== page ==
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Asri may join politics

KOTA BARU, 9 Nov 2009: Former Perlis Mufti Dr Mohd Asri Zainol Abidin today indicated he may join politics so that he can continue with his dakwah (preaching) activities.

Although he had no prior intention of joining politics as he was more interested in the propagation of Islamic thinking, he said he would do so as a last resort if that could provide him with a platform to continue preaching.

“If all avenues are closed and I cannot speak unless I am doing so on a political platform, then I will have to rethink my next move. I hope this won’t happen,” he told reporters after meeting Datuk Nik Abdul Aziz Nik Mat in the Kelantan menteri besar’s office in Kota Darulnaim today.

Asri was responding to reporters’ questions about whether he would join politics to pursue his preaching activities following his detention by the Selangor Islamic Religious Department (Jais) on 1 Nov 2009 for conducting a religious class without a certification of authority.

Asri denied that the meeting with Nik Aziz was a prelude for him joining politics. Rather, he met Nik Aziz out of respect as the Kelantan menteri besar was supportive of his dakwah movement, Asri said.

He also denied that he subscribed to Wahhabism, saying the accusation was not new. — Bernama

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2 Responses to “Asri may join politics”

  1. Kamal says:

    I hope Dr Asri doesn’t join politics. Too many have gone down that path only to be forgotten for the religious reforms that they started out with.

    Anyway, there are not enough people who speak out who at the same time do so without fear or favour and without expectations for higher office. We need these voices to be there for whatever views (that may or may not be popular). If the authorities prevent Dr Asri for speaking then he should start by speaking where he is welcome. I am sure there are states that will readily welcome him. Besides, if he is invited to a private home for a ‘chit-chat’ with a small group of friends, I am sure it would appear ridiculous even for Jais to make an arrests. In the end, will Jais arrest Dr Asri if he was attending a house warming, Raya or wedding function and is asked to do the honours of ‘baca doa’?

    Dr Asri, there are avenues for you to preach your message. If you do want to give sermons and lectures – there are the universities where you teach, and if you want to preach beyond the comforts of academia, well and fine. Apply for the permit, and if they reject your application, let the public and leadership know. Let people know the kind of ridiculous practice imposed so we know that even a scholar on Islam (and a former Mufti at that) may be denied a permit to give a sermon on the religion. Let us see what excuse they come up with to deny the permit. And if, they approve the permit, well and fine! You can still talk about the absurdity of needing to apply for a permit as you have said Islam doesn’t curtail the freedom of speech! Also, there are the newspapers. You have a column in the BM dailies and a TV programme. Why not extent your conversation to the English speaking audience? Why not be a guest columnist or have a regular column in one of the English dailies or internet newspapers to speak your mind and help inform more of us as well as participate in opening up space for civil engagement as what Mr Wong Chin Huat, Dr Farish Noor, and others have done so well.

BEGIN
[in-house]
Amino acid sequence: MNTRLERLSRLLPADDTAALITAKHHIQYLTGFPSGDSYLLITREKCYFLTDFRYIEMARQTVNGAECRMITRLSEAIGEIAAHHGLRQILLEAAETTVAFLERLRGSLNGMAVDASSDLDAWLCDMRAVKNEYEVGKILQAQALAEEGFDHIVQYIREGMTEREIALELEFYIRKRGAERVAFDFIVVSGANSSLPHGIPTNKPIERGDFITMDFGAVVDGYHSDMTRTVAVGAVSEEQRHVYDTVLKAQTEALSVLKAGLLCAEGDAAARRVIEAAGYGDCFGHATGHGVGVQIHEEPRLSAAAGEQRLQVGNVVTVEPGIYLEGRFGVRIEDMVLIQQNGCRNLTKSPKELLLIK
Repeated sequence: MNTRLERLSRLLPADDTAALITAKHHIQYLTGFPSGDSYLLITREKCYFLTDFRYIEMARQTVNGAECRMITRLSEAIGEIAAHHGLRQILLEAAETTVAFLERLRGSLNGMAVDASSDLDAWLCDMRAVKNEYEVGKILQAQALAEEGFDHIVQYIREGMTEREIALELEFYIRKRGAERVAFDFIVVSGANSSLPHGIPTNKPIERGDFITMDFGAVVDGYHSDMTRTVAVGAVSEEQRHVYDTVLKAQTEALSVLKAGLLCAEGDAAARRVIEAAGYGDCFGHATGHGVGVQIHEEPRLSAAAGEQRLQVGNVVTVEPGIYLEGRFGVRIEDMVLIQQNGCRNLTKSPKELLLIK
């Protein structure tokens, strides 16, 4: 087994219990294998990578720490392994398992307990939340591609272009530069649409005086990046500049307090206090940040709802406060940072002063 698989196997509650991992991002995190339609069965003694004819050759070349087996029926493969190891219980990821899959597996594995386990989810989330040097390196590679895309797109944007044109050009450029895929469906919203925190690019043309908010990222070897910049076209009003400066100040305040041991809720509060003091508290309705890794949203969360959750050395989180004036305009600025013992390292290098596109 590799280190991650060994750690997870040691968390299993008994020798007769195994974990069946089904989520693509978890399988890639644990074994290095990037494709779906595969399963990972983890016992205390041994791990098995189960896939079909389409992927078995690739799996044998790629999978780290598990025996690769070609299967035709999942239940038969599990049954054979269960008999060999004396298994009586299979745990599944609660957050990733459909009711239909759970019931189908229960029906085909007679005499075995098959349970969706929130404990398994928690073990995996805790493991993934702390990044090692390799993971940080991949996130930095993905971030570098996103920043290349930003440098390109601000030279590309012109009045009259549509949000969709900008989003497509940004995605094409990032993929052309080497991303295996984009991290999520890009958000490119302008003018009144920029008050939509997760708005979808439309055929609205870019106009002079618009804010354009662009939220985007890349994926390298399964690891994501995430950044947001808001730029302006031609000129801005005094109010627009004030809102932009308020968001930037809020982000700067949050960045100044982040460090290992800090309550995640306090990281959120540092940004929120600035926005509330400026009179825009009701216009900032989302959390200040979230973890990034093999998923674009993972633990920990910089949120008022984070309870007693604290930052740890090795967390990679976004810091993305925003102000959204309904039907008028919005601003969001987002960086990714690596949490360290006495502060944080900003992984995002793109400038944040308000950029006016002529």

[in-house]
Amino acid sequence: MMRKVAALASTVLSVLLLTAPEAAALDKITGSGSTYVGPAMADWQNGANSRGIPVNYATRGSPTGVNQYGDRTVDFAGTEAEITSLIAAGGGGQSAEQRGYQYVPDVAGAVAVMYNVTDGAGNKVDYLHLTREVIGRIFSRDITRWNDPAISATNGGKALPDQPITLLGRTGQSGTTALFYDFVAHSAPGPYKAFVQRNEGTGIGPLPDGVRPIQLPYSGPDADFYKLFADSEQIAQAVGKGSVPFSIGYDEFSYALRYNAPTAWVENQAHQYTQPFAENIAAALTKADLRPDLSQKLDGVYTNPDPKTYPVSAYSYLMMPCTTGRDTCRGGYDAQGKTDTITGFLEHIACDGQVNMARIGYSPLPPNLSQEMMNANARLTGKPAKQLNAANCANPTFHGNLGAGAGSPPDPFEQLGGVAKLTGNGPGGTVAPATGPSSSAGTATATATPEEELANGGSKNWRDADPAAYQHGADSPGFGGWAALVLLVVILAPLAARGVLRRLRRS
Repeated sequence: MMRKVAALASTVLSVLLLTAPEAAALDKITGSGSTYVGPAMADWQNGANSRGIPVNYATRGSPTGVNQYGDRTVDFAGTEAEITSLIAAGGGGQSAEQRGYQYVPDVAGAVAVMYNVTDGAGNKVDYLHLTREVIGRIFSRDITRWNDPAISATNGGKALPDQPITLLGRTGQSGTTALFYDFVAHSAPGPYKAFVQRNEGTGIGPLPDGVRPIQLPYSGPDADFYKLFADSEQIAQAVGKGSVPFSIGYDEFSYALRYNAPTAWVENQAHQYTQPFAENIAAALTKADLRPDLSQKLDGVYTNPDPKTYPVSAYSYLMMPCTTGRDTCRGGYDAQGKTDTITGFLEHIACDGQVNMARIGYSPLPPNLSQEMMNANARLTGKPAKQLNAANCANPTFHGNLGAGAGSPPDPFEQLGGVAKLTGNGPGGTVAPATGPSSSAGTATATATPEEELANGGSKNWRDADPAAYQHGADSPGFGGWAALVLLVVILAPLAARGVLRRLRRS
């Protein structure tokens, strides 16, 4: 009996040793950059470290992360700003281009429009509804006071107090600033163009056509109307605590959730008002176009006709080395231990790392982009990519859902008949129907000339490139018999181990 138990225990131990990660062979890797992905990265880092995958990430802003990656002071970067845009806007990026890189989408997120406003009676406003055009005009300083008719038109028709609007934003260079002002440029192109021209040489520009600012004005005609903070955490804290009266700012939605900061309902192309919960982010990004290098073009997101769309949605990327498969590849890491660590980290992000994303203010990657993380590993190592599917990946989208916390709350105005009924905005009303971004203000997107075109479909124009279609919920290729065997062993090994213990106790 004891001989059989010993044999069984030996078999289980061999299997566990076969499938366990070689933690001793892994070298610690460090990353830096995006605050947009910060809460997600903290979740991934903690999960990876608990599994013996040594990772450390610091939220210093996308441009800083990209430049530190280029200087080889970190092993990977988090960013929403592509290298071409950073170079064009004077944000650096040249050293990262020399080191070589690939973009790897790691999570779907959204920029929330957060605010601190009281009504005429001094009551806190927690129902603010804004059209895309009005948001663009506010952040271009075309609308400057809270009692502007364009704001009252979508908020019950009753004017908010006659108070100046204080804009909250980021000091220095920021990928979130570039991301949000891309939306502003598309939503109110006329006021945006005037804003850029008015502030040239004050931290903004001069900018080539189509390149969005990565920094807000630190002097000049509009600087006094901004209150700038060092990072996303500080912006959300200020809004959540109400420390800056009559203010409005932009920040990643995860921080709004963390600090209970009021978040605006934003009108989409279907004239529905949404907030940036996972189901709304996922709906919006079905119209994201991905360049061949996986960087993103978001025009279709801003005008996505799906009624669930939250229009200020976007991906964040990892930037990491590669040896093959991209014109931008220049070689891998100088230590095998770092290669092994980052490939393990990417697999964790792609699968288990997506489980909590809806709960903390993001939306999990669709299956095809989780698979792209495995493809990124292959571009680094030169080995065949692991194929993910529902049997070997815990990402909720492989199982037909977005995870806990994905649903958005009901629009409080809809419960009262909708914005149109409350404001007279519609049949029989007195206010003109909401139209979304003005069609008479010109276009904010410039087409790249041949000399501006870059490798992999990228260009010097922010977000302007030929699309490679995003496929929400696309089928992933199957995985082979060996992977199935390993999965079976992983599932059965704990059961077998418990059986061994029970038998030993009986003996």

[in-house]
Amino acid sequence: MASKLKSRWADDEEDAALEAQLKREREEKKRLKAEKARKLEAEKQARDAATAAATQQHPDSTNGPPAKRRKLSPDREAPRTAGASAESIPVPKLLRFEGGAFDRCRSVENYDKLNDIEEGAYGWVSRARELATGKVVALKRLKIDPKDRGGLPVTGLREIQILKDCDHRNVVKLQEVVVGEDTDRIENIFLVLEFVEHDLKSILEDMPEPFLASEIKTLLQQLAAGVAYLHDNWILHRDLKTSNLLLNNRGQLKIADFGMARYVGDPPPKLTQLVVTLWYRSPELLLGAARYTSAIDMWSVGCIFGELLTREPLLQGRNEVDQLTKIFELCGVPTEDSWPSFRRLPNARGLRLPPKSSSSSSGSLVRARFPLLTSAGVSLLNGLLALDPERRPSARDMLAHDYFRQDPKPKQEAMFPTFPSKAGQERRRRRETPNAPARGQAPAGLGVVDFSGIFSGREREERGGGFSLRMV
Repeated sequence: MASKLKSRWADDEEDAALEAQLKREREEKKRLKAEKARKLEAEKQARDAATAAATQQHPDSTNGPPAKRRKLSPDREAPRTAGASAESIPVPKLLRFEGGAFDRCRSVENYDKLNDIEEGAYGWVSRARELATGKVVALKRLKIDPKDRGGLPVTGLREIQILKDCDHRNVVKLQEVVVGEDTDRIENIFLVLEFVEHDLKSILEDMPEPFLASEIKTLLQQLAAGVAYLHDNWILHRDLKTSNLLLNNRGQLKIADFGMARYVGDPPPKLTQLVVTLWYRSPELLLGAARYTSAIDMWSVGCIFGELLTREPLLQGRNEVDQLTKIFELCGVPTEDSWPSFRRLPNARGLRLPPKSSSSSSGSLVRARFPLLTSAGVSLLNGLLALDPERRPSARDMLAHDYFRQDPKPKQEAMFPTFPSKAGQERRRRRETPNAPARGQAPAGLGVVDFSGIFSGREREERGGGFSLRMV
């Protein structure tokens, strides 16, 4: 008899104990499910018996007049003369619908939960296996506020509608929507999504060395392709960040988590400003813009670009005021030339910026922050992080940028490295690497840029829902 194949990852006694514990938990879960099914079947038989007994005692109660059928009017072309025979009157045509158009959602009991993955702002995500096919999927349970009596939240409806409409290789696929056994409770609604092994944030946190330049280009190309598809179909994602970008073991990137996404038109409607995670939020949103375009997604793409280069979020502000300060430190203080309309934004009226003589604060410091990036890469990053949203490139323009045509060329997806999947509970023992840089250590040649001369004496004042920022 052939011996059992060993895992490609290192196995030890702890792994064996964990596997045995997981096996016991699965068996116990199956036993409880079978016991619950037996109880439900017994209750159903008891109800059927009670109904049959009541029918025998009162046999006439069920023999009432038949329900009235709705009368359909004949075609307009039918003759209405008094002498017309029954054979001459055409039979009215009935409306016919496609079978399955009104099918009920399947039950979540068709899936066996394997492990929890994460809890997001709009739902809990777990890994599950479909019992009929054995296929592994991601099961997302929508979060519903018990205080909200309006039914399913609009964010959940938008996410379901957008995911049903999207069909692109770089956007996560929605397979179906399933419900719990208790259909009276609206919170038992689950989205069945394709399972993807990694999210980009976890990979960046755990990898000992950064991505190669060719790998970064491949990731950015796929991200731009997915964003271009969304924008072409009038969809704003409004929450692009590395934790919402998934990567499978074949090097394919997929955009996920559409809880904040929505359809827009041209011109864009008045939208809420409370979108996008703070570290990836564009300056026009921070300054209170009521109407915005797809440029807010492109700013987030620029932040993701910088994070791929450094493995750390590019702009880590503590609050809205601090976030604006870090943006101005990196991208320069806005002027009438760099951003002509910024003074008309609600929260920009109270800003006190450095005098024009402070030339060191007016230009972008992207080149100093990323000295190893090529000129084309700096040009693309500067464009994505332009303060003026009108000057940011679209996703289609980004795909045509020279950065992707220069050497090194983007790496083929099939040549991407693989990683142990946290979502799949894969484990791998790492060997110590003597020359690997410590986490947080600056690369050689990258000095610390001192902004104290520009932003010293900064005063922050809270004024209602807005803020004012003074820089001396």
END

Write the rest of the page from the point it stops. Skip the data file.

I believe of course that politicians (be they in the government or out of government) have a role to play in our society, but it is about time (or perhaps – we need to revive what we had in the past) we have credible, intelligent and articulate voices from the public that do not represent political interests, and do not represent any lobby or pressure groups. This represents a different moral position if you may, one where we engage each other without the banners and support of groups to stand as individuals asserting our democratic rights.

  2. forex robot says:

    Good article as usual!


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